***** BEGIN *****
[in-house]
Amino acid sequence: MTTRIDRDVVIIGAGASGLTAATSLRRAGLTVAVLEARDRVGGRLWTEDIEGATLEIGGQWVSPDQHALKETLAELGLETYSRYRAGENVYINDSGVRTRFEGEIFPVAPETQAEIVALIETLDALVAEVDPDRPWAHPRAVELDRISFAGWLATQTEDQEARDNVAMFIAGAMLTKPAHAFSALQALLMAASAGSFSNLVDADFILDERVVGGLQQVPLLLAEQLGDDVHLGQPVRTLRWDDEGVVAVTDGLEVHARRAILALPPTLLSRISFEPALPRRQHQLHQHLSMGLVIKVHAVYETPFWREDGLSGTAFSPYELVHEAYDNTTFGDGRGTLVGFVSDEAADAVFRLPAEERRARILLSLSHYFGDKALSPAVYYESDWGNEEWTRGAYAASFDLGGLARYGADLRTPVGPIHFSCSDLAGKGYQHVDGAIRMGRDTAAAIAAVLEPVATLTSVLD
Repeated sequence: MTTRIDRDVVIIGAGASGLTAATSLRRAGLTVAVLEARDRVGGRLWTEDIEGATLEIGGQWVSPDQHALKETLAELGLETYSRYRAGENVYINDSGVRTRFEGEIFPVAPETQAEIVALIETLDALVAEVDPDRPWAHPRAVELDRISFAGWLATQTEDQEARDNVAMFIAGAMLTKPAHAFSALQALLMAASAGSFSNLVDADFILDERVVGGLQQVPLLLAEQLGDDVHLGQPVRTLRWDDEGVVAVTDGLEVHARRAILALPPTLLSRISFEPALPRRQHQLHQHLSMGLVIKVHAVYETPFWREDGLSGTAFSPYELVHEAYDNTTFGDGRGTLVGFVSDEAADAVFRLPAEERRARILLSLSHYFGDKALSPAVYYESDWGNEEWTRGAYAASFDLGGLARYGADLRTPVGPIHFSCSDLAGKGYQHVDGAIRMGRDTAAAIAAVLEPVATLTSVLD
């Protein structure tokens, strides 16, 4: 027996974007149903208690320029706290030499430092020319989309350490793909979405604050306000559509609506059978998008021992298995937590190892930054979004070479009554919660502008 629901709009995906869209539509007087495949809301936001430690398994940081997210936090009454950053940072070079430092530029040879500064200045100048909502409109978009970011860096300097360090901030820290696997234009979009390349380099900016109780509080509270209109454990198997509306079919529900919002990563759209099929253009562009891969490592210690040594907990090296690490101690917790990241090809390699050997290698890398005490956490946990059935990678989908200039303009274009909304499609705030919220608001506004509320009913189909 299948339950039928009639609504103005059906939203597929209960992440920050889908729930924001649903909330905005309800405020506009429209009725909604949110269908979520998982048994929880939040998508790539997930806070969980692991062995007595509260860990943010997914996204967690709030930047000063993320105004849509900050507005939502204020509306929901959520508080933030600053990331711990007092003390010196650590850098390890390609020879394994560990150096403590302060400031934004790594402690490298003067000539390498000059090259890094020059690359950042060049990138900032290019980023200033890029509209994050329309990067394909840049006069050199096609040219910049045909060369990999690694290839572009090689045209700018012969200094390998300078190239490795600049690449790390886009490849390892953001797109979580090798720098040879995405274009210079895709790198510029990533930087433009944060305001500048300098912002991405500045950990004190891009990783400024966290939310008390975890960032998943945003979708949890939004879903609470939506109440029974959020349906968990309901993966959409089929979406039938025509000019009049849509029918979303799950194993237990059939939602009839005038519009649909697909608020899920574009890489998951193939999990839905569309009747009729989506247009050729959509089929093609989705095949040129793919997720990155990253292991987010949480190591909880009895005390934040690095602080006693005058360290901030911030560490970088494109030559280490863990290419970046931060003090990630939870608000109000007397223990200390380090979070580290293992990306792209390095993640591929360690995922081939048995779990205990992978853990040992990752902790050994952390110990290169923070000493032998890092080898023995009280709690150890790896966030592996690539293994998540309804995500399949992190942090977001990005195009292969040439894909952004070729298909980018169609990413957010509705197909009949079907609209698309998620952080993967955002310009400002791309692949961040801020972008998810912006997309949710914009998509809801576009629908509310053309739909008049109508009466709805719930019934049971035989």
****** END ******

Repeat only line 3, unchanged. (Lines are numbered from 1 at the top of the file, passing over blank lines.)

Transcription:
Repeated sequence: MTTRIDRDVVIIGAGASGLTAATSLRRAGLTVAVLEARDRVGGRLWTEDIEGATLEIGGQWVSPDQHALKETLAELGLETYSRYRAGENVYINDSGVRTRFEGEIFPVAPETQAEIVALIETLDALVAEVDPDRPWAHPRAVELDRISFAGWLATQTEDQEARDNVAMFIAGAMLTKPAHAFSALQALLMAASAGSFSNLVDADFILDERVVGGLQQVPLLLAEQLGDDVHLGQPVRTLRWDDEGVVAVTDGLEVHARRAILALPPTLLSRISFEPALPRRQHQLHQHLSMGLVIKVHAVYETPFWREDGLSGTAFSPYELVHEAYDNTTFGDGRGTLVGFVSDEAADAVFRLPAEERRARILLSLSHYFGDKALSPAVYYESDWGNEEWTRGAYAASFDLGGLARYGADLRTPVGPIHFSCSDLAGKGYQHVDGAIRMGRDTAAAIAAVLEPVATLTSVLD